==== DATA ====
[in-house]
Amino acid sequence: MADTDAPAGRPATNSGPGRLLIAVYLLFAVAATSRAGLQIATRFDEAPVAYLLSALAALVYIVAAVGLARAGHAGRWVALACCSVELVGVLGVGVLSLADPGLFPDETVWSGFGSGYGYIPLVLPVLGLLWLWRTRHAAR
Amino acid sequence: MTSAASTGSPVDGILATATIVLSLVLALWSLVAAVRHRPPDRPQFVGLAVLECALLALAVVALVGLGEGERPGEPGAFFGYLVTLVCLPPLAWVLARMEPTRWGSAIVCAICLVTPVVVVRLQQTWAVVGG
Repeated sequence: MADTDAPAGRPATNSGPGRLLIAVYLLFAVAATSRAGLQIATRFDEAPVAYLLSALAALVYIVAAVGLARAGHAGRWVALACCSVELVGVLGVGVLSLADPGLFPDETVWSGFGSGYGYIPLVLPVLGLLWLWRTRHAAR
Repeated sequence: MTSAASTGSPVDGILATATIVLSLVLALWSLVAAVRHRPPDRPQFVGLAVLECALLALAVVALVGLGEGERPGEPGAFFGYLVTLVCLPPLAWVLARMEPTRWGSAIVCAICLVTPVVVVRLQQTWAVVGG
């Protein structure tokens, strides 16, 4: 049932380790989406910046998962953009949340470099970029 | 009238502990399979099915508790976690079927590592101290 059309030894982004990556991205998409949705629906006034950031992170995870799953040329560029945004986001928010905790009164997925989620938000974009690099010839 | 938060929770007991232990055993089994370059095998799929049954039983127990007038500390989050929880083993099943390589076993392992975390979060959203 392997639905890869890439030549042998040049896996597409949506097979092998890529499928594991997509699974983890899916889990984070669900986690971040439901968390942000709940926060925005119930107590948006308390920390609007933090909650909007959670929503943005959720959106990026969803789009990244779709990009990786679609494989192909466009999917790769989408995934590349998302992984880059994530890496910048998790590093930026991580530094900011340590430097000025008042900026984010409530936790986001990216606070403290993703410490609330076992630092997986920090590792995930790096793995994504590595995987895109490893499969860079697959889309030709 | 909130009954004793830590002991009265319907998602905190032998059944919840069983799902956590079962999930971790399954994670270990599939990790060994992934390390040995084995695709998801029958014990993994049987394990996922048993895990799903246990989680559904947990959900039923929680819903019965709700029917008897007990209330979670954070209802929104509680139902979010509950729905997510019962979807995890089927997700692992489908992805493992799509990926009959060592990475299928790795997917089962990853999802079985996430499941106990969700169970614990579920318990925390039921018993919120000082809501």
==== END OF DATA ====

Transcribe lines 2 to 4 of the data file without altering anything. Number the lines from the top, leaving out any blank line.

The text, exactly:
Amino acid sequence: MADTDAPAGRPATNSGPGRLLIAVYLLFAVAATSRAGLQIATRFDEAPVAYLLSALAALVYIVAAVGLARAGHAGRWVALACCSVELVGVLGVGVLSLADPGLFPDETVWSGFGSGYGYIPLVLPVLGLLWLWRTRHAAR
Amino acid sequence: MTSAASTGSPVDGILATATIVLSLVLALWSLVAAVRHRPPDRPQFVGLAVLECALLALAVVALVGLGEGERPGEPGAFFGYLVTLVCLPPLAWVLARMEPTRWGSAIVCAICLVTPVVVVRLQQTWAVVGG
Repeated sequence: MADTDAPAGRPATNSGPGRLLIAVYLLFAVAATSRAGLQIATRFDEAPVAYLLSALAALVYIVAAVGLARAGHAGRWVALACCSVELVGVLGVGVLSLADPGLFPDETVWSGFGSGYGYIPLVLPVLGLLWLWRTRHAAR